Challenges to Retirement Income Planning and How to Overcome Them
Living off your retirement savings whether you are nearing retirement or still years away from it is an issue that you want to plan for. You could very well be actively contributing to some sort of retirement account in order to address this. Whether it is your company’s 401k plan, a brokerage account, Roth, or maybe all of the above, the act of savings for retirement is an important first step to a longer-term retirement plan. However, how do you parlay your years of savings into a legitimate source of retirement income down the road? We believe that in a MDRN world many of the strategies that advisors have suggested to their clients to address this issue no longer apply. Strategies such as buying annuities and focusing heavily on assets like bonds have become less optimal over the years. In this article, we will discuss why retirement income planning has changed and how to potentially address it.
Pensions Going Extinct:
It is estimated that only 4% of private sector employees have a pension plan. Down from roughly 60% in the early 1980s. For decades, a critical piece of many people’s retirement plans was the reliance on their company pension to supplement their income. That responsibility of finding a fixed source of income to supplement social security has now shifted to you. The solution to this problem that many financial advisors have pushed is to simply buy your own pension in the form of an annuity. Although it is wrong to assume all annuities are inherently bad, at MDRN Wealth it is our belief that it generally does not make sense to buy an annuity. The reason for this is that annuities tend to be expensive and lack liquidity. Once the decision has been made to buy one, you usually cannot exit without paying steep penalties and fees. As a result, there may be better options and flexibility in other investments.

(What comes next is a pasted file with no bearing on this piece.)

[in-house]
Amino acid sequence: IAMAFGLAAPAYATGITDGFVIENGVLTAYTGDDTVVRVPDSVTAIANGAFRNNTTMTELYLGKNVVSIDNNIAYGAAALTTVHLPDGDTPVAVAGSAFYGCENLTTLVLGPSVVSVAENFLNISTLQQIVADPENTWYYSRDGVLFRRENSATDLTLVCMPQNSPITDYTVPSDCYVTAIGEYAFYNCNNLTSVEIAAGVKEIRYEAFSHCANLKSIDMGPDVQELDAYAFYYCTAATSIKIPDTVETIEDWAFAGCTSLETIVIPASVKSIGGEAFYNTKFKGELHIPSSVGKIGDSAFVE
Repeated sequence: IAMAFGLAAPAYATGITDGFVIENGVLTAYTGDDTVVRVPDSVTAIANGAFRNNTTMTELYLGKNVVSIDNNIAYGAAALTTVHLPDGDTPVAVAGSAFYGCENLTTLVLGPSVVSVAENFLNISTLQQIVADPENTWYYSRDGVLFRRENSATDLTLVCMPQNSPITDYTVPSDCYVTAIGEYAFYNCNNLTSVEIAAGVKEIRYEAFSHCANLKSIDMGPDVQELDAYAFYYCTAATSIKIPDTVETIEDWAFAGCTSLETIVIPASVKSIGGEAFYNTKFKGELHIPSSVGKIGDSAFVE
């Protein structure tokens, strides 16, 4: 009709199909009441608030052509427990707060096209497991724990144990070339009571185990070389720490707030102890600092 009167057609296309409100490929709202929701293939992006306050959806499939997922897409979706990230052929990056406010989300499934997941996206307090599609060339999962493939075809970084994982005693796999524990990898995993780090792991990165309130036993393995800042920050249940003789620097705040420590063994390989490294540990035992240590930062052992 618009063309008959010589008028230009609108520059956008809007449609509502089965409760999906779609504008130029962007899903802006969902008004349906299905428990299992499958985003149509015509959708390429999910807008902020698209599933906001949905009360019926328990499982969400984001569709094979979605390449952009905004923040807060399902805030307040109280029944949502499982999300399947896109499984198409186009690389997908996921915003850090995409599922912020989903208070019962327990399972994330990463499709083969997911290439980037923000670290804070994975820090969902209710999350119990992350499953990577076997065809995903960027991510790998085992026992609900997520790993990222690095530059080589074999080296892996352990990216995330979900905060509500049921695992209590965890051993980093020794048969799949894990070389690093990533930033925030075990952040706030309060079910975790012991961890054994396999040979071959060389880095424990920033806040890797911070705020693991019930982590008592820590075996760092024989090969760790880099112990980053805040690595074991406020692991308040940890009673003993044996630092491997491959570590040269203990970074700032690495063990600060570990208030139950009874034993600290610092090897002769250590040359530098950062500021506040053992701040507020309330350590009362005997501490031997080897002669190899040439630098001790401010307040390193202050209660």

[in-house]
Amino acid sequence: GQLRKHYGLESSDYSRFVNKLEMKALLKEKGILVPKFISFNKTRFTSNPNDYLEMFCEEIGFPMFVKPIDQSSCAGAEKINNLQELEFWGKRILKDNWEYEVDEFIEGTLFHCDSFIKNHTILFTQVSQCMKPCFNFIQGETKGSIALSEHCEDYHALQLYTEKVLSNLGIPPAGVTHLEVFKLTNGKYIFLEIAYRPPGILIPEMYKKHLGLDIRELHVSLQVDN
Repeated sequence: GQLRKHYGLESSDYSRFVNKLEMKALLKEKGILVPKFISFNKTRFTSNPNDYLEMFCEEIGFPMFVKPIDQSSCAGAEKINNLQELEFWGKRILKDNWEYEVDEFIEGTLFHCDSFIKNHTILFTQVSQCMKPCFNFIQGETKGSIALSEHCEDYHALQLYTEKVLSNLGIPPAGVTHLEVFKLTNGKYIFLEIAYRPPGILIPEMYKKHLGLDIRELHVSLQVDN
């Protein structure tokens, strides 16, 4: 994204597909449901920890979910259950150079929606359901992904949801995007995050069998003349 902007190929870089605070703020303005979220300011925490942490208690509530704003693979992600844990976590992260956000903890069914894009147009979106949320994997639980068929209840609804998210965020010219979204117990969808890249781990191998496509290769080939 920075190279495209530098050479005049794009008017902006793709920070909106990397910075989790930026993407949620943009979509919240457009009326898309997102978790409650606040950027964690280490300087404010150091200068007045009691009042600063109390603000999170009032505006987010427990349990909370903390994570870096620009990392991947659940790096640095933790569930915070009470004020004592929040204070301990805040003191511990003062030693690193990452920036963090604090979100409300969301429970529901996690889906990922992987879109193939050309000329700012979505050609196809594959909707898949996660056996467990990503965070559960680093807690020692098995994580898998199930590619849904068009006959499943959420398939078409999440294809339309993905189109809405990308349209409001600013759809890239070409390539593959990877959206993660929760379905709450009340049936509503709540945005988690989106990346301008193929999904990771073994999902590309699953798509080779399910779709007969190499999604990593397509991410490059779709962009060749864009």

Interest Rates are Lower:
Another issue that we face in the modern world is that interest rates are historically low and nowhere near resembling the rates of the 80s. I can’t tell you how often I have worked with clients who have either personally experienced or had family experience the days when you could buy a 10-year treasury note with annual interest of over 10%. This period in history although in theory could repeat itself, it is unlikely. The Federal Reserve, which heavily dictates the direction of interest rates, has learned from those days that rates at that level can hurt an economy. Ultimately, we cannot plan for interest rates to rise to that level. As a result, we live in a world where yields on treasuries and traditional bonds are significantly lower. So as a retiree or someone nearing retirement having a portfolio exclusively made up of these securities, when factoring in inflation, creates a portfolio with minimal real return.
Dividend Yields are Low: